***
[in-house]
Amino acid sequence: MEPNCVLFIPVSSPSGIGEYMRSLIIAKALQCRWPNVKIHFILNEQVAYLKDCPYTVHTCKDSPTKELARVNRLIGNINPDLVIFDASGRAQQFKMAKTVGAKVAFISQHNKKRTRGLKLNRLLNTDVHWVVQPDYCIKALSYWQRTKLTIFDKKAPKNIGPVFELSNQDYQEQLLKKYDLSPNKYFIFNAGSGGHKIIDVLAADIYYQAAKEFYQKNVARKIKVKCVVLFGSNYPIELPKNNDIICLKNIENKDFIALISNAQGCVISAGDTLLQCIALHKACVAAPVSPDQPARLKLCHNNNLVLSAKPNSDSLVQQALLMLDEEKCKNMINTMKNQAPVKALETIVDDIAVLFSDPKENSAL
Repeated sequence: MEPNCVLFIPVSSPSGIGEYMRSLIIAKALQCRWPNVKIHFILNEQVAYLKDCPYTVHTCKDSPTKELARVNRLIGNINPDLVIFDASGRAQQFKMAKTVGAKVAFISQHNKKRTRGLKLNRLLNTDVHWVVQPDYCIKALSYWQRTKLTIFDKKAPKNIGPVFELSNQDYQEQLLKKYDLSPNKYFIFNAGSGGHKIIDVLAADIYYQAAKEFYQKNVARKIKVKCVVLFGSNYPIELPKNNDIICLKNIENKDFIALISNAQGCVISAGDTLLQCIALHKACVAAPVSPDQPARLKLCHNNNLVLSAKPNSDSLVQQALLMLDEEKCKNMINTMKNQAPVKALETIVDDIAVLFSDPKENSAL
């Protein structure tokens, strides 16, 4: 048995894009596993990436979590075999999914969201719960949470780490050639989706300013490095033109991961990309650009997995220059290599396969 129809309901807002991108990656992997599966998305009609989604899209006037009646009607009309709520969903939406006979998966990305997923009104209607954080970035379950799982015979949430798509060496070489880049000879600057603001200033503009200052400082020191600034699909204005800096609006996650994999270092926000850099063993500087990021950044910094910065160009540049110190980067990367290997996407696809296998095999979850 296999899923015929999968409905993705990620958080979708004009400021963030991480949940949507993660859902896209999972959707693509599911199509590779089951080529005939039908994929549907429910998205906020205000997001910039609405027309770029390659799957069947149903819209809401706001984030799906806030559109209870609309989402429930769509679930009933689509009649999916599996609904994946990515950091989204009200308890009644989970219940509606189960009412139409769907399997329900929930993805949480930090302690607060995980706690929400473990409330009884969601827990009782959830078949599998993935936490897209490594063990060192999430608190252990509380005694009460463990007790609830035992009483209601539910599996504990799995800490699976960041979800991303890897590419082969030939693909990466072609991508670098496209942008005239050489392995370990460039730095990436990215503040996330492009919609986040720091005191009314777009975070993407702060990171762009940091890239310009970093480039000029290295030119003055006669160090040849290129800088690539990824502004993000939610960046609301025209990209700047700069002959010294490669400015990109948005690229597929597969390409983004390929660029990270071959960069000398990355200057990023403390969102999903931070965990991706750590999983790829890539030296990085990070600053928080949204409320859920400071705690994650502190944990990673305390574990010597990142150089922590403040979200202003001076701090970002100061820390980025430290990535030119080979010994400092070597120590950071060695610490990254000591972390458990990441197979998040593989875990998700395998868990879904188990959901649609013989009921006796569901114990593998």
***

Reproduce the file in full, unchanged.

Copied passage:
[in-house]
Amino acid sequence: MEPNCVLFIPVSSPSGIGEYMRSLIIAKALQCRWPNVKIHFILNEQVAYLKDCPYTVHTCKDSPTKELARVNRLIGNINPDLVIFDASGRAQQFKMAKTVGAKVAFISQHNKKRTRGLKLNRLLNTDVHWVVQPDYCIKALSYWQRTKLTIFDKKAPKNIGPVFELSNQDYQEQLLKKYDLSPNKYFIFNAGSGGHKIIDVLAADIYYQAAKEFYQKNVARKIKVKCVVLFGSNYPIELPKNNDIICLKNIENKDFIALISNAQGCVISAGDTLLQCIALHKACVAAPVSPDQPARLKLCHNNNLVLSAKPNSDSLVQQALLMLDEEKCKNMINTMKNQAPVKALETIVDDIAVLFSDPKENSAL
Repeated sequence: MEPNCVLFIPVSSPSGIGEYMRSLIIAKALQCRWPNVKIHFILNEQVAYLKDCPYTVHTCKDSPTKELARVNRLIGNINPDLVIFDASGRAQQFKMAKTVGAKVAFISQHNKKRTRGLKLNRLLNTDVHWVVQPDYCIKALSYWQRTKLTIFDKKAPKNIGPVFELSNQDYQEQLLKKYDLSPNKYFIFNAGSGGHKIIDVLAADIYYQAAKEFYQKNVARKIKVKCVVLFGSNYPIELPKNNDIICLKNIENKDFIALISNAQGCVISAGDTLLQCIALHKACVAAPVSPDQPARLKLCHNNNLVLSAKPNSDSLVQQALLMLDEEKCKNMINTMKNQAPVKALETIVDDIAVLFSDPKENSAL
């Protein structure tokens, strides 16, 4: 048995894009596993990436979590075999999914969201719960949470780490050639989706300013490095033109991961990309650009997995220059290599396969 129809309901807002991108990656992997599966998305009609989604899209006037009646009607009309709520969903939406006979998966990305997923009104209607954080970035379950799982015979949430798509060496070489880049000879600057603001200033503009200052400082020191600034699909204005800096609006996650994999270092926000850099063993500087990021950044910094910065160009540049110190980067990367290997996407696809296998095999979850 296999899923015929999968409905993705990620958080979708004009400021963030991480949940949507993660859902896209999972959707693509599911199509590779089951080529005939039908994929549907429910998205906020205000997001910039609405027309770029390659799957069947149903819209809401706001984030799906806030559109209870609309989402429930769509679930009933689509009649999916599996609904994946990515950091989204009200308890009644989970219940509606189960009412139409769907399997329900929930993805949480930090302690607060995980706690929400473990409330009884969601827990009782959830078949599998993935936490897209490594063990060192999430608190252990509380005694009460463990007790609830035992009483209601539910599996504990799995800490699976960041979800991303890897590419082969030939693909990466072609991508670098496209942008005239050489392995370990460039730095990436990215503040996330492009919609986040720091005191009314777009975070993407702060990171762009940091890239310009970093480039000029290295030119003055006669160090040849290129800088690539990824502004993000939610960046609301025209990209700047700069002959010294490669400015990109948005690229597929597969390409983004390929660029990270071959960069000398990355200057990023403390969102999903931070965990991706750590999983790829890539030296990085990070600053928080949204409320859920400071705690994650502190944990990673305390574990010597990142150089922590403040979200202003001076701090970002100061820390980025430290990535030119080979010994400092070597120590950071060695610490990254000591972390458990990441197979998040593989875990998700395998868990879904188990959901649609013989009921006796569901114990593998």